11. 11. RepresentationsasFigurationsaccordingtoHaraway<br />Contested Truths. Re-Shaping and Positioning Politics of Knowledge. June 16-18, 2011, <br />Humboldt-Universität, Berlin<br />11<br />Figurations attempt to draw a cartography of the power relations that define these respective positions. They don’t embellish or metaphorize: they just express different socio-economic and symbolic locations. They draw a cartographic map of power relations and thus can also help identify possible sites and strategies of resistance.<br />(Braidotti, 2003, p. 54)<br />Strong link with location<br />Living and trasformative accounts<br />Situatedcartographies<br />Matter + meaning (the material + the semiotic)<br />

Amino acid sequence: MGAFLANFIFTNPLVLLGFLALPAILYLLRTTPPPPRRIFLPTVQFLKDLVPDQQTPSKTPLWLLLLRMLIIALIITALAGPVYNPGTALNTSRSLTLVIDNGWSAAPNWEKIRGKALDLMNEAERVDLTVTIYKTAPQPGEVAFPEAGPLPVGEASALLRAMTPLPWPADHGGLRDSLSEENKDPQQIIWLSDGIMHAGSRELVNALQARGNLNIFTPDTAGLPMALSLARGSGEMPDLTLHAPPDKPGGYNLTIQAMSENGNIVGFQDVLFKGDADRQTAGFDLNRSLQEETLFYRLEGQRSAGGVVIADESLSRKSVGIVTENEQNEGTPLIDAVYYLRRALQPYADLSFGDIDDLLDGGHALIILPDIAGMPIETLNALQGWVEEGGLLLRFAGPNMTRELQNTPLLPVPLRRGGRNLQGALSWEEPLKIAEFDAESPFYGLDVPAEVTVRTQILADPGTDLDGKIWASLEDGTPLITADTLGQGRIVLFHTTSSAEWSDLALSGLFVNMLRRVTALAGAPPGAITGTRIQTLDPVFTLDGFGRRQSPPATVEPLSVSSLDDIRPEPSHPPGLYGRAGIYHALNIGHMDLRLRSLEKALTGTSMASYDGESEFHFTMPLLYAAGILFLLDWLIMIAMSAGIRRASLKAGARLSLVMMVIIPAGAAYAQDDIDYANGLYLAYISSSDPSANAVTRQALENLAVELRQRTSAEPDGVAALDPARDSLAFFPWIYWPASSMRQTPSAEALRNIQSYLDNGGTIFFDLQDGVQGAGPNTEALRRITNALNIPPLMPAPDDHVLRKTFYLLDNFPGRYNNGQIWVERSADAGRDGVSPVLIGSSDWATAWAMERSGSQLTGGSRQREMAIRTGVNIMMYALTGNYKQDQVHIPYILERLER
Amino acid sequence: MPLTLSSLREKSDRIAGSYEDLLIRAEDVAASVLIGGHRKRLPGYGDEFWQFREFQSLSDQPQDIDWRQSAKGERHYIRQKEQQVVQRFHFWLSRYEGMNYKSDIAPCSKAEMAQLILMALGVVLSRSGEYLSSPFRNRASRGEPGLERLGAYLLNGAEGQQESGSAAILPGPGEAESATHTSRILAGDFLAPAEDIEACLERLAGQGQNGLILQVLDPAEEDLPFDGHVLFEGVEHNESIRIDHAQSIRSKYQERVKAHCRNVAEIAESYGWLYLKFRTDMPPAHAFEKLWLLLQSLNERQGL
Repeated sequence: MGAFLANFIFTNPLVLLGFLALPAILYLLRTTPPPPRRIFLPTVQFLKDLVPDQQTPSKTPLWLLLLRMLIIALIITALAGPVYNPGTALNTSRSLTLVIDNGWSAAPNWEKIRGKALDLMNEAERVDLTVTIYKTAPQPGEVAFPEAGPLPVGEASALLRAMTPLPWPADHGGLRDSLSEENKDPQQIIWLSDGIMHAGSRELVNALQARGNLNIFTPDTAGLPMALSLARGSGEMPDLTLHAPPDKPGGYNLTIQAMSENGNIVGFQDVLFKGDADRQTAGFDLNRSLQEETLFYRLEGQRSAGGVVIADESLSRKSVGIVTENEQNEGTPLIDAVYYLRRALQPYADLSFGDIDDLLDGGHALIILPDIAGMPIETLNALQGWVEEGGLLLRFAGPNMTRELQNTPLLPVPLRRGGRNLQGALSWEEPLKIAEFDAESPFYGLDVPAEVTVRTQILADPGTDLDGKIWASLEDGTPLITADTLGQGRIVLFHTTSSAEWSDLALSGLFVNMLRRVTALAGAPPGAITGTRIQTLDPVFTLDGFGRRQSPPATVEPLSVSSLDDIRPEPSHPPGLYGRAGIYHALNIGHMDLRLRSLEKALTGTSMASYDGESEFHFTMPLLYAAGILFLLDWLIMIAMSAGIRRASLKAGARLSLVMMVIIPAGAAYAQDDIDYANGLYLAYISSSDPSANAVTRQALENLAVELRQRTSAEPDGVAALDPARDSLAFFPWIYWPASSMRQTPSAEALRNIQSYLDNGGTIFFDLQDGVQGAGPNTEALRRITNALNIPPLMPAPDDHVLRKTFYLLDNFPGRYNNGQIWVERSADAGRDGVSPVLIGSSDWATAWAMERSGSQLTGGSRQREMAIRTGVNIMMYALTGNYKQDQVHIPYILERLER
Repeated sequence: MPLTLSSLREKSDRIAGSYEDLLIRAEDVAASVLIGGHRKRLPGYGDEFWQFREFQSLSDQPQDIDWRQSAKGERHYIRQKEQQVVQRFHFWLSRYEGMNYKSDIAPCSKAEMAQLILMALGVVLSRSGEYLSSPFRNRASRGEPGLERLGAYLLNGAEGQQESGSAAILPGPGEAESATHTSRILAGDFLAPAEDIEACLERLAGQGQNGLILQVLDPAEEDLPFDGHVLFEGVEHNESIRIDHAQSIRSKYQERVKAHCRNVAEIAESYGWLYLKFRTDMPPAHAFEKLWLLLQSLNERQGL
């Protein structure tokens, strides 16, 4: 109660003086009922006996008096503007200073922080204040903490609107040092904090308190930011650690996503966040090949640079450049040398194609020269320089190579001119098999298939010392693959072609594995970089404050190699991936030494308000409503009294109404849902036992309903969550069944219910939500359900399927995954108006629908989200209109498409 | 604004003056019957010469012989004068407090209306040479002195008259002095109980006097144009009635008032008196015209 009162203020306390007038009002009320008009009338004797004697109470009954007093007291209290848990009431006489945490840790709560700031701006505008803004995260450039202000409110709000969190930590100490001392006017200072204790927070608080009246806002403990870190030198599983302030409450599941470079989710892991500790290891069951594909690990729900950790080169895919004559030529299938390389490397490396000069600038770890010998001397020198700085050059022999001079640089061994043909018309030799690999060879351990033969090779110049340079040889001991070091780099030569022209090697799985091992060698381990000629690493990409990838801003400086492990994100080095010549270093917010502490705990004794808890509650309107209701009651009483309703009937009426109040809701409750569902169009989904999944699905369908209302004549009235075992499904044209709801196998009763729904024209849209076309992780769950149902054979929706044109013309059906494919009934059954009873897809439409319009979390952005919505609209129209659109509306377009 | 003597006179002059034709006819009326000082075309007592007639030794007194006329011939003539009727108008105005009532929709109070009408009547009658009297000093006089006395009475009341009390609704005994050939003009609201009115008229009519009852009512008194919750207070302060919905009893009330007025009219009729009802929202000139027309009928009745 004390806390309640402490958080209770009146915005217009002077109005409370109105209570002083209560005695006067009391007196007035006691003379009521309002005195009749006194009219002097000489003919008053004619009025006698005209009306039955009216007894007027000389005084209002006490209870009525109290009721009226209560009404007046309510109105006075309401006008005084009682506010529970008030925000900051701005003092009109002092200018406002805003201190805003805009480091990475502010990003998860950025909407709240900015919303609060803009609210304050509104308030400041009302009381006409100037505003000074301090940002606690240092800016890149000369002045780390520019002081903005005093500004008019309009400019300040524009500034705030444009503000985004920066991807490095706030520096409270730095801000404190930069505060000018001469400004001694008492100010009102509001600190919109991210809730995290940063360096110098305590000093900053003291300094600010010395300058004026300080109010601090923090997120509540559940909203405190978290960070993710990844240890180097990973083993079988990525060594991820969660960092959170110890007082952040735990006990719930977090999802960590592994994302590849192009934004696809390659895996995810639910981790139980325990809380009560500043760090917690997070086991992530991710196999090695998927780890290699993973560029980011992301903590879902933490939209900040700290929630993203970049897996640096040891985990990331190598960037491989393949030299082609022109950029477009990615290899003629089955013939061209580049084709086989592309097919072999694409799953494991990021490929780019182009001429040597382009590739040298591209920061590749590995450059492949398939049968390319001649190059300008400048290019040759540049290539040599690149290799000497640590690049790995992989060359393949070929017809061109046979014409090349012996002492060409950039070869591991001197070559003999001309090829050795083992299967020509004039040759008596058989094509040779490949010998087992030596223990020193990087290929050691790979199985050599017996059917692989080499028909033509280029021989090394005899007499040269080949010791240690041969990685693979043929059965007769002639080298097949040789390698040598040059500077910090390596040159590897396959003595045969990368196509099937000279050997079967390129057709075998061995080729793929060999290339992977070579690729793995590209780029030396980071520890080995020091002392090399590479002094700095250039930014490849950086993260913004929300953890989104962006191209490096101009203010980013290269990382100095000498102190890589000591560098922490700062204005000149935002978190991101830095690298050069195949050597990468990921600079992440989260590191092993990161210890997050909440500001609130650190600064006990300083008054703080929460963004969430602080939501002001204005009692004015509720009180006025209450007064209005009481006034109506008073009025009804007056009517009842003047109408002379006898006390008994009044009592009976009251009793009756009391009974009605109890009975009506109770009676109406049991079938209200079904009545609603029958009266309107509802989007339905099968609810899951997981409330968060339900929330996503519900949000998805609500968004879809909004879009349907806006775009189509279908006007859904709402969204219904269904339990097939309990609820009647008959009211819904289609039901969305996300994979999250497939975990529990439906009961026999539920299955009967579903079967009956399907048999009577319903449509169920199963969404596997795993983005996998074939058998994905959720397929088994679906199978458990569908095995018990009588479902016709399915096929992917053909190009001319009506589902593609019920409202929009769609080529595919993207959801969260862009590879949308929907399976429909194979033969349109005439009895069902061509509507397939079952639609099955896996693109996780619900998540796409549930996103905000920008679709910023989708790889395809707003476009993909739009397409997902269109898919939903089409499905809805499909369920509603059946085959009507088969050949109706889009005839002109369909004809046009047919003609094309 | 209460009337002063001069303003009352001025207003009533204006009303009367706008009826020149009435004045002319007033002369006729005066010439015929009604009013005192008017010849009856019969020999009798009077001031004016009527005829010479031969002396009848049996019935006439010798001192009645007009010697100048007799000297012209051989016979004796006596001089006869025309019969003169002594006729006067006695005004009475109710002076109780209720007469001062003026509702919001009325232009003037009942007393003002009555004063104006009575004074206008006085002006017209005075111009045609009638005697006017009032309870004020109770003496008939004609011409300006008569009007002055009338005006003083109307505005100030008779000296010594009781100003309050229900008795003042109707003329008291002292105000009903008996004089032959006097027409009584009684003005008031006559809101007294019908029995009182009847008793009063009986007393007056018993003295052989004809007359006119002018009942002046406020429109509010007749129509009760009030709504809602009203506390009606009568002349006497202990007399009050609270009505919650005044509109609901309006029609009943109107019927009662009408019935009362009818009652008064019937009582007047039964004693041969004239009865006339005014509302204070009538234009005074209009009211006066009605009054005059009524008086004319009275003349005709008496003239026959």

12. 12. First and foremost, as Haraway suggests, a diffractive methodology is a critical practice for making a difference in the world. It is a commitment to understanding which differences matter, how they matter, and for whom. It is a critical practice of engagement, not a distance-learning practice of reflecting from afar. (Barad, 2007, p. 90)<br />Diffraction<br />12<br />Contested Truths. Re-Shaping and Positioning Politics of Knowledge. June 16-18, 2011, <br />Humboldt-Universität, Berlin<br />
  13. 13. HowDiffractionworks<br />Contested Truths. Re-Shaping and Positioning Politics of Knowledge. June 16-18, 2011, <br />Humboldt-Universität, Berlin<br />13<br />Opticalmetaphor + physicalphenomenon<br />Itmapswhere the effectsofdifferenceappear<br />Itdisplaces the sameelsewhere<br />